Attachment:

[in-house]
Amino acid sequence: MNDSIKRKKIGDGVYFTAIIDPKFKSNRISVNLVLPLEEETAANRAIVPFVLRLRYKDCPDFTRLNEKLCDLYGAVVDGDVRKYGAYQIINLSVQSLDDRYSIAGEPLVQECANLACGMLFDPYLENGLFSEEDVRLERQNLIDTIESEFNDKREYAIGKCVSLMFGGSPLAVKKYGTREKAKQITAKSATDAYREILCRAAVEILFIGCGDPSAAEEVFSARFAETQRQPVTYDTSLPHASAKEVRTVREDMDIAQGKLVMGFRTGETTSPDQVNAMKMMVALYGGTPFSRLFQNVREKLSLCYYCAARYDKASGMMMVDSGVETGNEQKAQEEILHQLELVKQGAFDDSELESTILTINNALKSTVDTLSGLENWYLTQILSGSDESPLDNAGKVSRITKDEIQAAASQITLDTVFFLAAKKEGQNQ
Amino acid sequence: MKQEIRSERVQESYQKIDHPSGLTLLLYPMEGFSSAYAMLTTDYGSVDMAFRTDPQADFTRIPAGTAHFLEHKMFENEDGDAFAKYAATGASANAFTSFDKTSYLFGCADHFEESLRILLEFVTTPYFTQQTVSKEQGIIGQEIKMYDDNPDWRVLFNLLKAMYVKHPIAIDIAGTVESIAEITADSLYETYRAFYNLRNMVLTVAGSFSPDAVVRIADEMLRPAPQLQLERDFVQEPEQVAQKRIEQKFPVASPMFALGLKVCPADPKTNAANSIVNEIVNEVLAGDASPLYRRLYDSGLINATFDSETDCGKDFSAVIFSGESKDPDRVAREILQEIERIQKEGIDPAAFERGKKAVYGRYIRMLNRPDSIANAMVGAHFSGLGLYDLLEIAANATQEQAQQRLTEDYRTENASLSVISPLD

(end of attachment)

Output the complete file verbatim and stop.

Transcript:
[in-house]
Amino acid sequence: MNDSIKRKKIGDGVYFTAIIDPKFKSNRISVNLVLPLEEETAANRAIVPFVLRLRYKDCPDFTRLNEKLCDLYGAVVDGDVRKYGAYQIINLSVQSLDDRYSIAGEPLVQECANLACGMLFDPYLENGLFSEEDVRLERQNLIDTIESEFNDKREYAIGKCVSLMFGGSPLAVKKYGTREKAKQITAKSATDAYREILCRAAVEILFIGCGDPSAAEEVFSARFAETQRQPVTYDTSLPHASAKEVRTVREDMDIAQGKLVMGFRTGETTSPDQVNAMKMMVALYGGTPFSRLFQNVREKLSLCYYCAARYDKASGMMMVDSGVETGNEQKAQEEILHQLELVKQGAFDDSELESTILTINNALKSTVDTLSGLENWYLTQILSGSDESPLDNAGKVSRITKDEIQAAASQITLDTVFFLAAKKEGQNQ
Amino acid sequence: MKQEIRSERVQESYQKIDHPSGLTLLLYPMEGFSSAYAMLTTDYGSVDMAFRTDPQADFTRIPAGTAHFLEHKMFENEDGDAFAKYAATGASANAFTSFDKTSYLFGCADHFEESLRILLEFVTTPYFTQQTVSKEQGIIGQEIKMYDDNPDWRVLFNLLKAMYVKHPIAIDIAGTVESIAEITADSLYETYRAFYNLRNMVLTVAGSFSPDAVVRIADEMLRPAPQLQLERDFVQEPEQVAQKRIEQKFPVASPMFALGLKVCPADPKTNAANSIVNEIVNEVLAGDASPLYRRLYDSGLINATFDSETDCGKDFSAVIFSGESKDPDRVAREILQEIERIQKEGIDPAAFERGKKAVYGRYIRMLNRPDSIANAMVGAHFSGLGLYDLLEIAANATQEQAQQRLTEDYRTENASLSVISPLD